I rode from WCH to Hopewell Mounds and back (50 mi) and found the trail to be very enjoyable, scenic and worth doing. The trickiest part is navigating the portion where the trail winds through multiple industrial parks and then dumps you on Robinson Rd for a stretch. Had the map noted there is parking lot by Shaw Wetlands- the place where you turn off the street, it would have been the ideal starting point. Please add. I note that if you magnify that area significantly the parking is noted in blue. You wouldn’t know unless you are searching for it. Otherwise very enjoyable
I like this trail quite a bit. There were a number of interesting things to see along the route -- the Clarence J. Brown dam and reservoir, Old Reid Park, the Springfield Art Museum, Veterans Park Amphitheatre, and Wittenberg University. The trail surface is well maintained and I did not see any poor conditions or concerns that were expressed in a previous review. Getting across the dam on the Engineers Road was a challenge due to a very strong headwind. The trail seemed pretty quite for a Thursday afternoon, but that might have been because of the recent change in the weather that put a chill in the air. I saw a number of cyclists out by the reservoir but not a one on my way into, nor back from Springfield. There were a number of pedestrians I passed by in town. I think that this trail probably gets a lot of use in the summer.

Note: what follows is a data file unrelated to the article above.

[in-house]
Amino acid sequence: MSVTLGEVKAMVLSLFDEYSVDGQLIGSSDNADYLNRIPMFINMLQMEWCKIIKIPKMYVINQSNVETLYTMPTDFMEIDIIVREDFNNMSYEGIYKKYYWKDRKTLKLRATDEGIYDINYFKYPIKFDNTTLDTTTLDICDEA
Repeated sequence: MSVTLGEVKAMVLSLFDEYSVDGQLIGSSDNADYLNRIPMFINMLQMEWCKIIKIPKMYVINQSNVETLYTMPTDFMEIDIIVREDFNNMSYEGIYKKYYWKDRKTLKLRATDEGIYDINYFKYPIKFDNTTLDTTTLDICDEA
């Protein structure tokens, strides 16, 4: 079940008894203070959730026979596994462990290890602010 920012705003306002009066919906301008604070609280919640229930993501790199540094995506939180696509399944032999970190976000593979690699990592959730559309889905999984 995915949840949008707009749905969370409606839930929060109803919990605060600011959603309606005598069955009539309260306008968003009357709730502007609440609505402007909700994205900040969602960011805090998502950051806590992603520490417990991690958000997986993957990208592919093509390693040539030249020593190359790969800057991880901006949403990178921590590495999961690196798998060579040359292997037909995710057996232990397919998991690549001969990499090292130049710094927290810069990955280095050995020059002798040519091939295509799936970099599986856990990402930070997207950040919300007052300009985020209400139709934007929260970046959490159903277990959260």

Since this trail intersects with the Simon Kenton Trail I will be back in the area once again. I did see one sign that stated if you wanted to connect with the Little Miami River Trail follow the signs, but I did not see any signs suggesting an actual route. In fact, I would not have known that the one bridge over the Buck Creek trail actually carried the Simon Kenton Trail at all if not for the fact that there was one small spur off of the trail near this bridge that I decided to explore. There definitely needs to be better signage to and from all connecting trails in this town.
Lots of scenery change from small towns, to fields, to forests.
Referring to my earlier review, the closed section was opened this summer and the full trail can now be utilized. Great ride except for the mile or two where a sidewalk path must be used. That section is not bad however, just non-scenic compared to the rest of this beautiful trail.
Biked from Xenia Station toward Dayton. Largely shaded, at least during our ride. Several busy traffic crossings - be careful! Seemed to be a bit of a gradual upward grade for a good chunk of the ride toward Dayton. You’ll see walkers, people with kids on bikes and strollers, rollerbladers, skateboarders, speedy bikers and more leisurely bikers (like me!). Several decent places to stop and rest or get water. Xenia Station is a great place to pick up several wonderful trails including this one. Only a few spots where the asphalt needed attention.